The Town of Hay River is ready to start live streaming council meetings on the Internet.
The new system is expected to be launched with the Dec. 9 meeting.
“About a month ago we put the infrastructure in place and did some testing and validation with our provider on site,” said Glenn Smith, the assistant senior administrative officer with the town. “Since then we’ve been doing more live tests with a full council.”
There is a new camera on the ceiling at the back of council chambers.
Speaking on Nov. 27, Smith said three meetings had been recorded up to then, but not posted to the Internet.
“So that’s allowed us to test, primarily audio levels,” he said. “That’s the biggest challenge is getting your audio levels consistent because there’s a lot of variables. We’ve been coaching councillors how to sit and approach the mic. Facing it, proper tone and projection are important.”
The testing has found some variances between people, Smith noted. “So we’re trying to get those levels all matched up and into a better state, or a state that we’ll be happy with and the public will be happy with.”
The live streaming will involve 12 mics for council members and administration officials.
“We’re recycling the old audio system,” said Smith. “The video quality is definitely going to be a higher quality. But we hope that the audio performance and the solution as a whole is better than what it used to be.”
In years past, council meetings had sometimes been broadcast on the community television station.
However, Smith said there had been issues with “reliability” and that system has not been operational for over two years.
People will be able to access the meetings in two ways once live streaming begins. There will be a link in the agendas posted on the town website before each meeting. Residents can also search for the Town of Hay River on YouTube, which will host the live streaming.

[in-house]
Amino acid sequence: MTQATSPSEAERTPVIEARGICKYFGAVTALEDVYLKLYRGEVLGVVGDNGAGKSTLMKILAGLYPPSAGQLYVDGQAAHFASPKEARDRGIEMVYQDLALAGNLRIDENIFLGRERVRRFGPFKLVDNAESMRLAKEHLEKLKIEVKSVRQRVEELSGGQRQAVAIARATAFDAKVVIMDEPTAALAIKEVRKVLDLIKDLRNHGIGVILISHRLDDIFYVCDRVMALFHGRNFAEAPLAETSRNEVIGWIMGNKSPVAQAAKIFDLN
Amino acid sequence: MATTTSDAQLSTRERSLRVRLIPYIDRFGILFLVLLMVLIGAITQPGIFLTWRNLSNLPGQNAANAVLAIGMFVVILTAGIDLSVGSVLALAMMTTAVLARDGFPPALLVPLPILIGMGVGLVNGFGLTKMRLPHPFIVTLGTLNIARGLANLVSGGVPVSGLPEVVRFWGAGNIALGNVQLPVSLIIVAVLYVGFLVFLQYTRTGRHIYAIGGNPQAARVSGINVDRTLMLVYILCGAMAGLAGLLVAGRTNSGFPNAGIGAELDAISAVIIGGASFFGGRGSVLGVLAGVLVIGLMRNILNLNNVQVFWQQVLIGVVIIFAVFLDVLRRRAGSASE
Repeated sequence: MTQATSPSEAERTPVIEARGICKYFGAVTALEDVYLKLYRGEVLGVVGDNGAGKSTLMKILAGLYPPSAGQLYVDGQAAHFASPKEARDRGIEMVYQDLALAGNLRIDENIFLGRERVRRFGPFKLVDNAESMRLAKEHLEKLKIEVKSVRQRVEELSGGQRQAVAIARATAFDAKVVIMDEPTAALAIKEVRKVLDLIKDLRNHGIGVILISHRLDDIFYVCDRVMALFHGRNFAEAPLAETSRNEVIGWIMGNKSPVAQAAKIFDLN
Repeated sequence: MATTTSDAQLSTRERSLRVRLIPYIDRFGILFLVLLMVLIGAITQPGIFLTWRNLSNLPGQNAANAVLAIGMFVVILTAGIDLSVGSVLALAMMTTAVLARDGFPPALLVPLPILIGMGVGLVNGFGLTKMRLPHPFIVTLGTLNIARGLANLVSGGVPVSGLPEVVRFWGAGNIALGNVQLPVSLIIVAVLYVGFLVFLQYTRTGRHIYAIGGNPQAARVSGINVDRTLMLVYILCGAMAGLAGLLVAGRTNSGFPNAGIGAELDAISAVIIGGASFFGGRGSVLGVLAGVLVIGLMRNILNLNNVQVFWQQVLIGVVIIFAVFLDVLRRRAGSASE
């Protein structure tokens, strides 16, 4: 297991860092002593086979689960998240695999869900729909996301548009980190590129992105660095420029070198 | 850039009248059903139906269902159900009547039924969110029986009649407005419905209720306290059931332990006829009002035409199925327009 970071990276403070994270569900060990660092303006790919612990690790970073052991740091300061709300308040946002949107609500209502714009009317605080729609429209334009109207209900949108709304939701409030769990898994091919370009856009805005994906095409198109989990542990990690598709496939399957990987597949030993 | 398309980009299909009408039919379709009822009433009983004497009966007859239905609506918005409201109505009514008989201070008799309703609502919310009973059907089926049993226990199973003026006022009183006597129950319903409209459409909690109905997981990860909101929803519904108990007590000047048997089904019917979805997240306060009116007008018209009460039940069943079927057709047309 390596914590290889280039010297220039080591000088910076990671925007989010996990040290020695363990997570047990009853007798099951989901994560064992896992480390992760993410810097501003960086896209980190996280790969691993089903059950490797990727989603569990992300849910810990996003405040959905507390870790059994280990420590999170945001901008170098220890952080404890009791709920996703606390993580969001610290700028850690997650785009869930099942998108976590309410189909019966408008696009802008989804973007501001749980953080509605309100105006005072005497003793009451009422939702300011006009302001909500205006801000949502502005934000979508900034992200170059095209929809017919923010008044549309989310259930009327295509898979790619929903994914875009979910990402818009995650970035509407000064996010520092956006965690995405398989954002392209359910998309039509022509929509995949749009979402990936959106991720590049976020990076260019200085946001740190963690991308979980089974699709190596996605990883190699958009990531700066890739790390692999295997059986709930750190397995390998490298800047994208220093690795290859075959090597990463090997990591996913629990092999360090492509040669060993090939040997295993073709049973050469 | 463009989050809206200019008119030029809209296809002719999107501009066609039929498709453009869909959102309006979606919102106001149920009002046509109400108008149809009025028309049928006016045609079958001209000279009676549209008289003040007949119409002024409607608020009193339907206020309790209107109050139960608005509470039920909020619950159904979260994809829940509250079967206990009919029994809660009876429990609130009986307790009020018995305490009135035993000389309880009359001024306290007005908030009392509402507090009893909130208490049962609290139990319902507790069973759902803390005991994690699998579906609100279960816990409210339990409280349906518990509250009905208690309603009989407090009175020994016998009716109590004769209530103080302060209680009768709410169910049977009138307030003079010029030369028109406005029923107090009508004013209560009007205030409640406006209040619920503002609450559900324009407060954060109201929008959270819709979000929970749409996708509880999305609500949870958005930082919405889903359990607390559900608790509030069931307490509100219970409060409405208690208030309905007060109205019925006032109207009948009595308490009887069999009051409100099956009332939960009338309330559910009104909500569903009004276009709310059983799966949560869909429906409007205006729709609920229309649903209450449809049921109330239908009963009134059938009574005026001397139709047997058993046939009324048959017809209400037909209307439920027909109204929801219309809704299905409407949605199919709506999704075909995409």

“That YouTube channel will go live just prior to Dec. 9. That’s our target date,” said Smith. “And from there you’ll be able to look at historical recordings of the videos or again connect into the live channel broadcasts.”
Archiving the meetings will be an advantage for residents, he added. “So if you’re eating supper Monday at 6:30 and it’s not the best time for you to watch the council meeting, you now have the flexibility to watch it at a time that works for you.”
At least to begin with, there won’t be a comments feature on YouTube.
Smith noted that about $15,000 for the new system was included in the town’s 2019 capital budget.
“But the actual project cost is going to be quite a bit lower than that,” he said. “Under $10,000, I would say.”
The new system has a monitoring feature that allows for the camera – under the control of the council administrator – to be focused on several different areas during a meeting.
“We have set up four preset camera angles,” said Smith. “So when it’s the regular council discussion, the overview of the council is presented. When it’s the administrative enquiries, you push a button and it rotates to the administration angle. If there’s a presentation, it focuses in on the television where we would be broadcasting presentation material.”